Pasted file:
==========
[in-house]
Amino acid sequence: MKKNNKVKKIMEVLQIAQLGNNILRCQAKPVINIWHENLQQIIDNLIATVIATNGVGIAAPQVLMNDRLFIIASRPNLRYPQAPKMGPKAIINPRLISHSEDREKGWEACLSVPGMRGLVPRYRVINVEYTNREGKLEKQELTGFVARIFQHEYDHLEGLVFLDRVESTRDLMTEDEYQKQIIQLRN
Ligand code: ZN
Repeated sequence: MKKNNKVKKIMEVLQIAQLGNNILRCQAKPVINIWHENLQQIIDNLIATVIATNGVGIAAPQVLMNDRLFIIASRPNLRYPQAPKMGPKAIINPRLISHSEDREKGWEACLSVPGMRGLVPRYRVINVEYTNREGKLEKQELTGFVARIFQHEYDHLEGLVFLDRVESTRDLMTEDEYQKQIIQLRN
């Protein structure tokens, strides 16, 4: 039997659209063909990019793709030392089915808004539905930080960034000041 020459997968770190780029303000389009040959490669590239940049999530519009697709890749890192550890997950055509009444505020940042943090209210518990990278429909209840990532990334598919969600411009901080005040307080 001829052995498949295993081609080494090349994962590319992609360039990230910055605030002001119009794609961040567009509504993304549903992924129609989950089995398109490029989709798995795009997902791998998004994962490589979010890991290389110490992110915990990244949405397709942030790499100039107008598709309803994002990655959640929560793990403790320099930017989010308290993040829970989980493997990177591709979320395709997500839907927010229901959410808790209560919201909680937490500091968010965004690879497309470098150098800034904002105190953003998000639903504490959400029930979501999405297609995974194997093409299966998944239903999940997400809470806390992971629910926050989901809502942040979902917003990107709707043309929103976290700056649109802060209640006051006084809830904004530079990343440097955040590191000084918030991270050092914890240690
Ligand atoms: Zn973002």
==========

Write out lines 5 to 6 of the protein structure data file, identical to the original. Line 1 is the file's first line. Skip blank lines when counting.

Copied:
């Protein structure tokens, strides 16, 4: 039997659209063909990019793709030392089915808004539905930080960034000041 020459997968770190780029303000389009040959490669590239940049999530519009697709890749890192550890997950055509009444505020940042943090209210518990990278429909209840990532990334598919969600411009901080005040307080 001829052995498949295993081609080494090349994962590319992609360039990230910055605030002001119009794609961040567009509504993304549903992924129609989950089995398109490029989709798995795009997902791998998004994962490589979010890991290389110490992110915990990244949405397709942030790499100039107008598709309803994002990655959640929560793990403790320099930017989010308290993040829970989980493997990177591709979320395709997500839907927010229901959410808790209560919201909680937490500091968010965004690879497309470098150098800034904002105190953003998000639903504490959400029930979501999405297609995974194997093409299966998944239903999940997400809470806390992971629910926050989901809502942040979902917003990107709707043309929103976290700056649109802060209640006051006084809830904004530079990343440097955040590191000084918030991270050092914890240690
Ligand atoms: Zn973002």